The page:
E-Commerce Paying Off for Car Dealers

A survey released Thursday by the National Automobile Dealers Association (NADA) indicates that e-commerce is paying off handsomely for car dealers that have a well-established Internet presence.

According to NADA, dealerships that have been operating Web sites since 1995 sell some 13 new vehicles per month, compared to just five new vehicle sales for those that launched sites in 1999 or 2000.

“The more they work at it, the better they get at it,” said NADA chief economist Paul Taylor. “There’s a learning curve.”

More Dealers Embracing the Web

The survey found that the share of dealerships with Web sites jumped nine percentage points in the past year, from 74.1 percent in 1999 to 83 percent this year. That figure has been increasing steadily since 1997, the first year NADA surveyed dealers about their Internet usage, when 47.1 percent of dealerships were online.

Notably, 62.1 percent of dealerships with Web sites have consummated sales online.

Sites are also getting more traffic than ever before. In 1997, only 8.2 percent of dealer Web sites reported more than 500 visitors per month. That number jumped to 21.2 percent this year.

Sites Becoming More Sophisticated

Not only are more dealerships establishing a Web presence, 98 percent have established interactive Web sites that allow customers to send e-mail, order online or obtain financing online.

“A few years ago, dealerships were content to just have their name on the Web,” NADA economist Jason Altman told the E-Commerce Times.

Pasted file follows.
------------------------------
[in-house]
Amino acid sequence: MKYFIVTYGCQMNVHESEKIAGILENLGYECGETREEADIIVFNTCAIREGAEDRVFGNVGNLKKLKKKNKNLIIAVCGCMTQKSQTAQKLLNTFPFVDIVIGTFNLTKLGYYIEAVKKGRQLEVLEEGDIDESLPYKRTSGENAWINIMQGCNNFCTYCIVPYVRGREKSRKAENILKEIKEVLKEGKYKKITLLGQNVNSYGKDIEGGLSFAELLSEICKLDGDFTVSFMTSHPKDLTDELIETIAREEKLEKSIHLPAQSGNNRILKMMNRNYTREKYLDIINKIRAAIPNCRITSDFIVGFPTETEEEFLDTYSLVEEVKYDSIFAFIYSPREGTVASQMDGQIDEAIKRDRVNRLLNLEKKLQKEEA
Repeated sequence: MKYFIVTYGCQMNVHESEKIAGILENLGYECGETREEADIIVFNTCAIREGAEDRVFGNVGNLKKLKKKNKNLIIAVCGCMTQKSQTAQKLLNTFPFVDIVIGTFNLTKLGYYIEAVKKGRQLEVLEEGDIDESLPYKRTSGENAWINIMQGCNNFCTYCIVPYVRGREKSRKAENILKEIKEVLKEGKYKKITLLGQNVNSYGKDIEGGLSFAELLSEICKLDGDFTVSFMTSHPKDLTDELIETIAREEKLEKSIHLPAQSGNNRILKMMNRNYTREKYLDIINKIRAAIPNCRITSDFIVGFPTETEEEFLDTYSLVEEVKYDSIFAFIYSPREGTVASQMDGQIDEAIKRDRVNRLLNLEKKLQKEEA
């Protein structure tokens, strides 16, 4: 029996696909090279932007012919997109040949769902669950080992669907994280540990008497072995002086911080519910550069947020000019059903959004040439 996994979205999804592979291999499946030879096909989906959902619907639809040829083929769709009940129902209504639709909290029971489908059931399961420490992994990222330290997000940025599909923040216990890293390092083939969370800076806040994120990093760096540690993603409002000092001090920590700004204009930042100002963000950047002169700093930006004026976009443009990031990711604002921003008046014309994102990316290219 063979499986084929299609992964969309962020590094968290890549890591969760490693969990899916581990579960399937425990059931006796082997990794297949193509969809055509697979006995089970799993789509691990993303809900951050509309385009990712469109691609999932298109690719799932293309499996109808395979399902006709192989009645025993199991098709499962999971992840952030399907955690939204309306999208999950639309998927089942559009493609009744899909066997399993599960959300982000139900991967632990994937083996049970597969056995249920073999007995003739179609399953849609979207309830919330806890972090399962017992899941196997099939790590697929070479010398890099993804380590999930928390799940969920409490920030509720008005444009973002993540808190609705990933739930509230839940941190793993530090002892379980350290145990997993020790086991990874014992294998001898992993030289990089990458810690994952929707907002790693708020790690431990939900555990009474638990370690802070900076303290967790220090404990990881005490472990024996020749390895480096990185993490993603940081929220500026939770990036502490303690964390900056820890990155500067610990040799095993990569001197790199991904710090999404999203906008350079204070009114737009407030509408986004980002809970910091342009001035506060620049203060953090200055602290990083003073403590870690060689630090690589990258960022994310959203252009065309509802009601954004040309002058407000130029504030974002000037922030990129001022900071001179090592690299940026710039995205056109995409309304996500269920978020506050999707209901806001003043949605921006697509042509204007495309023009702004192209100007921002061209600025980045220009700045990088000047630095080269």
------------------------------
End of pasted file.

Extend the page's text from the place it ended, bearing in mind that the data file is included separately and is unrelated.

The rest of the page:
That dynamic is changing, according to Altman, because a growing number of dealerships are learning to harness the power of the Web and are becoming more adept at using it as a sales tool.

Altman pointed out that some car buyers will choose to visit a particular dealership simply because the dealer took the time to answer an e-mail query sent via the Web site.

More Than Sales

Dealerships are using their sites for more than sales, as some 52 percent allow visitors to schedule service appointments online, and 82.9 percent allow visitors to obtain stock quotes for auto manufacturers.

Other studies have highlighted the increasing appetite of car shoppers for the Web. A recent survey by research firm Gartner Group showed that from September 1999 to March 2000, 45 percent of the 40,000 households surveyed used the Internet at some point in the car buying process. Three percent bought their cars online.

Only two years ago, the percentage of online shoppers that used the Internet for any part of the car buying process was less than 25 percent.

The Washington D.C.-based NADA represents 19,300 franchised new car and truck dealers.

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